Merremia discoidesperma

13 responses to “Merremia discoidesperma”

  1. Bonnie

    It looks like a beautiful miniature planet!

  2. Peony Fan

    Colonized by coral! Amazing.

  3. Ian

    Always a fascinating aspect of botany, plants that have parts that can travel globally or some part thereof. Maybe this site has been mentioned before but, always worth a look. A lot of data, big excellent site.
    http://waynesword.palomar.edu/pldec398.htm

  4. Susan Ford Collins

    And to think… this all started when I spotted this remarkable seed as I walk along Miami Beach. And stopped to snap the shot so I could share it.
    Thrilling to see it used here and to read the skillfully crafted article.
    Beauty is all around us! We just have to stop and look.

  5. Toinette Lippe

    What size is the seed? In the photo it looks as big as a coconut! Also, have any of the seeds that have made landfall sprouted and climbed trees?

  6. Cecelia

    Love your series on interesting seeds which leads to many new connections. This link has a story of the Mary bean and its relatives.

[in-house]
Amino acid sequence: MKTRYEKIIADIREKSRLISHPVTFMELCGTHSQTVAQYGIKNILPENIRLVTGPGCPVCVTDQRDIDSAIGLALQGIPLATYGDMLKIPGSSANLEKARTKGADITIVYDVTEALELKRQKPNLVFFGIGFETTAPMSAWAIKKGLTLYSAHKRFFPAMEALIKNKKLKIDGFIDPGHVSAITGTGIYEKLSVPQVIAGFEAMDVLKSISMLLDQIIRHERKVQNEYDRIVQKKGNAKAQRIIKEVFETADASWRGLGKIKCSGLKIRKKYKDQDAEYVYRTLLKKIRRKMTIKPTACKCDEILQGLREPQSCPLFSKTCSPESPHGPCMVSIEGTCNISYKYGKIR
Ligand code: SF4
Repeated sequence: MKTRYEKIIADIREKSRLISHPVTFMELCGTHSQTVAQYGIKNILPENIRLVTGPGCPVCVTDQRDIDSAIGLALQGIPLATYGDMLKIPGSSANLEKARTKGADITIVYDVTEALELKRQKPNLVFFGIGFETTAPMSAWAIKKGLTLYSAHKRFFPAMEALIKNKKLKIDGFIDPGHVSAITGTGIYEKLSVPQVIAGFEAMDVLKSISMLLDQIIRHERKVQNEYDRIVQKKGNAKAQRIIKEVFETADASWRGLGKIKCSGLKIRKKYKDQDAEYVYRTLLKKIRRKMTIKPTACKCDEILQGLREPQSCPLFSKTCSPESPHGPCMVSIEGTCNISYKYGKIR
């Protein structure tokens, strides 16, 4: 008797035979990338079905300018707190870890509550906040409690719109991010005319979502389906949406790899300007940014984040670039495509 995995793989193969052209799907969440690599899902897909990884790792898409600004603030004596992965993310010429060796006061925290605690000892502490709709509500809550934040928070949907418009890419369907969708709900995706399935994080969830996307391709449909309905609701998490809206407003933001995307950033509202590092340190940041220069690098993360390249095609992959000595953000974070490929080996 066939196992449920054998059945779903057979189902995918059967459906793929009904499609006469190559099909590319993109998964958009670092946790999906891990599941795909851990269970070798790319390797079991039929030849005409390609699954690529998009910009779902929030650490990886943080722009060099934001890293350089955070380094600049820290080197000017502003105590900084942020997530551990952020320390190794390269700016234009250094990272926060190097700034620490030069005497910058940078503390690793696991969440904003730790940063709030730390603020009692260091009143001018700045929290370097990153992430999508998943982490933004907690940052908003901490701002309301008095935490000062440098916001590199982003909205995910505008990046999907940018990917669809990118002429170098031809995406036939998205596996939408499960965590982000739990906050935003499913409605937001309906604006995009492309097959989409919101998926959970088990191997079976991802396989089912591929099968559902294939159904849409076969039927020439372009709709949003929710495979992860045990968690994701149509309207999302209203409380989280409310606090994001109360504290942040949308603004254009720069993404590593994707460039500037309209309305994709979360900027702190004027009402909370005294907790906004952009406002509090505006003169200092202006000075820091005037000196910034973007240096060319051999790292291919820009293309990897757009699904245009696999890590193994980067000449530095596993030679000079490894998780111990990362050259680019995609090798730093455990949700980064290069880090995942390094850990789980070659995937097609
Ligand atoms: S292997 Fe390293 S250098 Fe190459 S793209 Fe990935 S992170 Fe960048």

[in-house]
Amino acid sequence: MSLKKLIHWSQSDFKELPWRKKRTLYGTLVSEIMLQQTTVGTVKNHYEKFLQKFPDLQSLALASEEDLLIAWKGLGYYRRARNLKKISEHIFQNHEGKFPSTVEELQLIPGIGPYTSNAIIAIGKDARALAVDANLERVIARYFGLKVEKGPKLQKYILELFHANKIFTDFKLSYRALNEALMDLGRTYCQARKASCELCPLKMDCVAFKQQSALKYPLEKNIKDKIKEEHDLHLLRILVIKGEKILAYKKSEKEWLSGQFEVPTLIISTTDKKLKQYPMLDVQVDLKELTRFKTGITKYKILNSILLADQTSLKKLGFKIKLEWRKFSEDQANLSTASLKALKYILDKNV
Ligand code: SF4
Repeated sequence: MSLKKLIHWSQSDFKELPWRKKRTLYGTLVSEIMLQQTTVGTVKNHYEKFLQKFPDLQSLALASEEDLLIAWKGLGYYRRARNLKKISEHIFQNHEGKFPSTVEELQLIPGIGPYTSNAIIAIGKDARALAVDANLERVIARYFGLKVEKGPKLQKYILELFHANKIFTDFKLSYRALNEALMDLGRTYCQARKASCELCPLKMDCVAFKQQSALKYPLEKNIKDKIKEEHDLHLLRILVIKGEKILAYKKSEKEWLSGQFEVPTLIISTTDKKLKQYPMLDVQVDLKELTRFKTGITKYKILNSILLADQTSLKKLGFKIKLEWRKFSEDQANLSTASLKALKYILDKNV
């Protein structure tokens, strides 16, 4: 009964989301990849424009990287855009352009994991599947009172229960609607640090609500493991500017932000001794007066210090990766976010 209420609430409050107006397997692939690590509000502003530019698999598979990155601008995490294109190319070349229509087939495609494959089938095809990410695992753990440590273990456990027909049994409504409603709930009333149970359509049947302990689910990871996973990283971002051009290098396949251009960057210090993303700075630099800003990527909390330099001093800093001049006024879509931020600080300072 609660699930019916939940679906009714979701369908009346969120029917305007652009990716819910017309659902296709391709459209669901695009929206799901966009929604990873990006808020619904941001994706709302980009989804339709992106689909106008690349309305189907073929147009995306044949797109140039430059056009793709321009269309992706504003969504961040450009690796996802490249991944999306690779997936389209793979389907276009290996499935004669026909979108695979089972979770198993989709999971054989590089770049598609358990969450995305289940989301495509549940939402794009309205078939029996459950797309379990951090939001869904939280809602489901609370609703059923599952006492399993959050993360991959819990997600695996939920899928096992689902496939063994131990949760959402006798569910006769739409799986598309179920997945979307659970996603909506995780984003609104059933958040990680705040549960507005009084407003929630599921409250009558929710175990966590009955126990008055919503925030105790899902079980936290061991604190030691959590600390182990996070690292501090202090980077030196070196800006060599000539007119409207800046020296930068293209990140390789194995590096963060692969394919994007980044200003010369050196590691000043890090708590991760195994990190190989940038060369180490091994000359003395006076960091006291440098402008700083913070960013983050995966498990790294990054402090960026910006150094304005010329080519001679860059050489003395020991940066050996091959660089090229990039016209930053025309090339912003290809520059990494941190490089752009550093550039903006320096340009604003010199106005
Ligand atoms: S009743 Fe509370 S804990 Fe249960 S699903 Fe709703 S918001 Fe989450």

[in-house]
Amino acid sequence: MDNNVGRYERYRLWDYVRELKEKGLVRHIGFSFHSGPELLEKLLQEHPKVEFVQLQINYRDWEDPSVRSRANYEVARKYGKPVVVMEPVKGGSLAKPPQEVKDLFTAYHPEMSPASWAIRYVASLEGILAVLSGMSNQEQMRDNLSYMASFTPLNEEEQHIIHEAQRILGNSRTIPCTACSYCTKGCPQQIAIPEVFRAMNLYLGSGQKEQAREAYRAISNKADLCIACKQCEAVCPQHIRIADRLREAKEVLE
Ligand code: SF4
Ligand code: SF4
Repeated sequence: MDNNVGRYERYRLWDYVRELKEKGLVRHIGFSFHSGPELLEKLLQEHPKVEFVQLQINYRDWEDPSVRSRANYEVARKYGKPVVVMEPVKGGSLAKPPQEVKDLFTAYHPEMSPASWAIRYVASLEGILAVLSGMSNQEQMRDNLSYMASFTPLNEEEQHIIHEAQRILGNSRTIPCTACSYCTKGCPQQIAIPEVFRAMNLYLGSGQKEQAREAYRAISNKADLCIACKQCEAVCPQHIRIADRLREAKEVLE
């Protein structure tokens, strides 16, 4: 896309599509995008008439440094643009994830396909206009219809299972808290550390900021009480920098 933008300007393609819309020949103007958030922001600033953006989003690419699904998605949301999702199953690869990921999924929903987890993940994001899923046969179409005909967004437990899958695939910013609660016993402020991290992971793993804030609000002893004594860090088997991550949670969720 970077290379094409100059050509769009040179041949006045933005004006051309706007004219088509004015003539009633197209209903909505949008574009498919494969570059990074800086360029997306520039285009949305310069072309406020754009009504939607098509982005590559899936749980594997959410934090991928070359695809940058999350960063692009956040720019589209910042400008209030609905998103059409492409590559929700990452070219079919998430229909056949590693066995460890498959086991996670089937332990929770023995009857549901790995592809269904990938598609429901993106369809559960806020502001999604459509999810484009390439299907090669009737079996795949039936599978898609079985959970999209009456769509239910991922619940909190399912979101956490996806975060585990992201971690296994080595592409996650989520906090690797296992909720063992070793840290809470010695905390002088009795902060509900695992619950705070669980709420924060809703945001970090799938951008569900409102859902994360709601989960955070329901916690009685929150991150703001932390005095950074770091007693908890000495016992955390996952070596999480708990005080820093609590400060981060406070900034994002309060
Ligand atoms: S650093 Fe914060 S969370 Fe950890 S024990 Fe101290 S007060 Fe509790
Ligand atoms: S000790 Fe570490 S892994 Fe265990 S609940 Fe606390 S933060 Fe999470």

http://waynesword.palomar.edu/plmay96.htm
    Dreaming that we are now wandering along a Costa Rica beach looking for seeds.
    Drift seeds are a fascinating topic.

  7. Amanda Maxemchuk

    I have been thoroughly enjoying all of the seed photos and thinking about their different modes of dispersal. It’s amazing that large, heavy seeds can travel so far! I question whether the animal on this seed is a coral, though. It looks very much like an encrusting bryozoan which, although it has some similarities to corals, is a very different animal. Is there any chance that the hitchhikers might be bryozoans instead of corals?

  8. Susan Ford Collins

    Size? I included the fingers to give you a clue! About the size of a plum. So wonderful! Susan

  9. Susan Ford Collins

    Yes,that’s a possibility. My local expert said coral but tell me more!

  10. Elana Benamy

    There may be small corals, but the netlike invertebrate is definitely a bryozoan.

  11. Susan Ford Collins

    Yes,that’s a possibility. My local expert said coral but tell me more!

  12. Tamara Bonnemaison

    If you are interested in other drift seeds, have a look at Nathan Kinkaid’s website, featuring all of the tropical drift seeds he has found on the beaches of Miami.
    https://natha.nkinka.de/seabeans/

  13. Tamara Bonnemaison

    Nathan Kinkaid points out that the photo may not actually be of a Mary’s bean. Says Nathan (via email):
    “The hilum on the Mary’s bean is much more oval/oblong. The seed she’s holding also looks too large to be a Mary’s bean. I’m also not seeing any of the indentations that criss cross the seed, even visible from the back. It looks more like a weathered Manicaria saccifera.”
    Thanks for contributing your expertise, Nathan. Anyone else out there have thoughts on the identity of this seed?